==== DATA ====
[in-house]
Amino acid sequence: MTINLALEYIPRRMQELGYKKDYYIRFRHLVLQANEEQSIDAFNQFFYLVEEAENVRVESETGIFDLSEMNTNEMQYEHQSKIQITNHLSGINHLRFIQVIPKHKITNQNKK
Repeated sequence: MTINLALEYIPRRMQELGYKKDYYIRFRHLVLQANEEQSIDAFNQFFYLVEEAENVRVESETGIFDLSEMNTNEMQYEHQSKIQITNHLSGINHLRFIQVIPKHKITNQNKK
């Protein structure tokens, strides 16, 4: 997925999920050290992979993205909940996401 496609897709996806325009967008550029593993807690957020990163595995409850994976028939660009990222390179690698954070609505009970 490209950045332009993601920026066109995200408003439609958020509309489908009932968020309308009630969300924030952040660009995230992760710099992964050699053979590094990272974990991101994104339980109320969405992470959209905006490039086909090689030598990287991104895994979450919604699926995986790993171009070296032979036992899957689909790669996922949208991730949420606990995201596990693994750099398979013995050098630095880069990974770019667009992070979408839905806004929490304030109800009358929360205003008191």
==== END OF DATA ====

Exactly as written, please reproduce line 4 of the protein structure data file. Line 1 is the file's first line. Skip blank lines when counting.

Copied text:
């Protein structure tokens, strides 16, 4: 997925999920050290992979993205909940996401 496609897709996806325009967008550029593993807690957020990163595995409850994976028939660009990222390179690698954070609505009970 490209950045332009993601920026066109995200408003439609958020509309489908009932968020309308009630969300924030952040660009995230992760710099992964050699053979590094990272974990991101994104339980109320969405992470959209905006490039086909090689030598990287991104895994979450919604699926995986790993171009070296032979036992899957689909790669996922949208991730949420606990995201596990693994750099398979013995050098630095880069990974770019667009992070979408839905806004929490304030109800009358929360205003008191």